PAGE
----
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Photographed by Jessica Nash.
Myth #6: Once a cheater, always a cheater.

The Truth:
Experts generally agree that "once a cheater, always a cheater" isn't a universal truth. It might only apply when the problems center on an individual, rather than the relationship as a whole. That is, studies have found that specific traits, like narcissism, risk-loving, and commintment-phobia, are all linked to infidelity. “If people are repeat offenders, it generally means that they’ve been lying about other things, too,” Perel says. “In these cases, you’re not talking about being unfaithful; you’re talking about narcissism.”

If this is the first instance of infidelity, however, and it is the only breach of trust that has occurred in your relationship, it's not a foregone conclusion that your partner will cheat again. “Some people are repeat offenders and philanderers," Perel says, "but the majority of people I work with have been quite faithful for years before they actually have an affair."

Granted, the people who would seek out relationship counseling are more likely to work towards a thriving, healthy marriage and confront the issues that caused them to cheat instead of just ignoring them. But research has found that people who score high on "agreeableness" and "conscientiousness" are less likely to cheat — and to that end, less likely to repeat the infidelity if they do.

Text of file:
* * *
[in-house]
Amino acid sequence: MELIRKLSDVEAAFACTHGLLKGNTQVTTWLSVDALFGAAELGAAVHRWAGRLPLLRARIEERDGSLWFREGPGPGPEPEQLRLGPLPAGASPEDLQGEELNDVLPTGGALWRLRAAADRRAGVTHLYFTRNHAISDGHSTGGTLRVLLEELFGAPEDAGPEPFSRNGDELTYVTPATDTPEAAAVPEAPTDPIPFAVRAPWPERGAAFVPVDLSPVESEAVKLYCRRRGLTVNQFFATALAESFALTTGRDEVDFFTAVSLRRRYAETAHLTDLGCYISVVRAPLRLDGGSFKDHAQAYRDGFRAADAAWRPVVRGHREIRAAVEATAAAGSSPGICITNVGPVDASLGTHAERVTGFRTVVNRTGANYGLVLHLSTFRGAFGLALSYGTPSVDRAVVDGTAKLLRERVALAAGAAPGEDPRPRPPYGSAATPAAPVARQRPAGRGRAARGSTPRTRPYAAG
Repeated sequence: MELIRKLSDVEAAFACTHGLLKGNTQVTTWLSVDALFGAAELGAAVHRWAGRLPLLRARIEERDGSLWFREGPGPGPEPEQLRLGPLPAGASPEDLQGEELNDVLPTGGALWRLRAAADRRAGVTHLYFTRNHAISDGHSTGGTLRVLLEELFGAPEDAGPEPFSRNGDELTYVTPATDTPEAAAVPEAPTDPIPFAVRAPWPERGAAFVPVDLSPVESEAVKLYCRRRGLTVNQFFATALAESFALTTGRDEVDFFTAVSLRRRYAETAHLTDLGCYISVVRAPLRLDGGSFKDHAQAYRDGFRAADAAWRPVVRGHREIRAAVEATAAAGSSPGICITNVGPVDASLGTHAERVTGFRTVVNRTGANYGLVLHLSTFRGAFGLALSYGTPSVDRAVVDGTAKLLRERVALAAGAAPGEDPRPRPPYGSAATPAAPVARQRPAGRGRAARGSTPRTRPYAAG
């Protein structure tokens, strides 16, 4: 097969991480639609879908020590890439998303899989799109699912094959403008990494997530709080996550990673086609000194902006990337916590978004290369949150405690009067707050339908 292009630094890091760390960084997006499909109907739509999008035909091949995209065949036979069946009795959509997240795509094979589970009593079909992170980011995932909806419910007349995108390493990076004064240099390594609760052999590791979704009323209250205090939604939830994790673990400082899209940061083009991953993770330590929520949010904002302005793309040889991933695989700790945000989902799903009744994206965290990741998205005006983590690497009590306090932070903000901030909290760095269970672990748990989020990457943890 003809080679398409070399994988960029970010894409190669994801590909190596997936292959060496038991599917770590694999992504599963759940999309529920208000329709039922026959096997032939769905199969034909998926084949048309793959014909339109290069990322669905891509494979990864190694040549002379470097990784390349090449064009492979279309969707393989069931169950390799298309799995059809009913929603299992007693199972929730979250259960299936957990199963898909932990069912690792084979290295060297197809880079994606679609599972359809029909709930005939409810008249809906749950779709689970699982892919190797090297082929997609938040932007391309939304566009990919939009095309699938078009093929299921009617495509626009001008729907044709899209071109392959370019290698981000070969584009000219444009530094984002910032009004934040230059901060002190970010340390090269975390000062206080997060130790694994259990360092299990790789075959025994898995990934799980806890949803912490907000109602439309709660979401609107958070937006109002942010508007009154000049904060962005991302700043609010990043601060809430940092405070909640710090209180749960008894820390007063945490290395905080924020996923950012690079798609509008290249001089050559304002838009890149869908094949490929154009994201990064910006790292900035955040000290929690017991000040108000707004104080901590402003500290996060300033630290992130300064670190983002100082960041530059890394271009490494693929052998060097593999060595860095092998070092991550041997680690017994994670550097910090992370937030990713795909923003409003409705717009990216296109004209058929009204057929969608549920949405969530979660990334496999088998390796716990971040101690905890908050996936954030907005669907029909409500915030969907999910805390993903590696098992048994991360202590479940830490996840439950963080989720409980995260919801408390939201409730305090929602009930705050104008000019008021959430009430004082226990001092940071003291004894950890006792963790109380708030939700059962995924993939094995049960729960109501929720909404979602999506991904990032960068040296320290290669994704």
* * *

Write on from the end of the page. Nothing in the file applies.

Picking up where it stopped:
But, if you find yourself dating someone who has cheated multiple times, it might not be that you're dating a "natural cheater," per se — you're just dating an asshole.
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Photographed by Jessica Nash.
Myth #7: To get past cheating, you must forgive and forget — or just dump the cheater.

It's rarely that simple. "People always say to leave. It's what I call the 'new shame,' where people think that if you choose to stay with someone, there's something wrong with you, that you have low self-esteem," Perel says. "But the affair is not the sum total of a whole relationship. We can't think so immediately in black-and-white. Sometimes, working things out and understanding what happened in the relationship makes the relationship more resilient."

If you do decide to give the relationship another shot, Perel says that "forgive and forget" isn't quite the right mantra. "First of all, you never forget," Perel says. "And you can forgive, but only partially at first. Forgiving is at the end of the journey."

The cheating partner has to work for forgiveness; first, work to rebuild trust. Apologize authentically, acknowledge the pain caused, and work to show that you are once more trustworthy. If you cheated, "be more reassuring than usual; make them feel they really matter," Perel says. "If infidelity tells me I'm not that special, then one of the ways to heal from that is to once again show that I do matter."

Next, figure out what went wrong. "Why did it happen; what's the meaning?" Perel says. "An affair has a meaning, a storyline — and understanding that is important for healing." Stay away from hashing out the sordid details — the when, who, where, how many times sort of questions. "Partners want questions with answers that calm, not agitate," Perel says.

In the end, if your partner cheated, it's not on you to force yourself to rebuild that trust. It's on your partner. "Two people are responsible for the state of the relationship, and one person is responsible for the affair," Perel says. "And it's very hard to forgive somebody who doesn't take responsibility."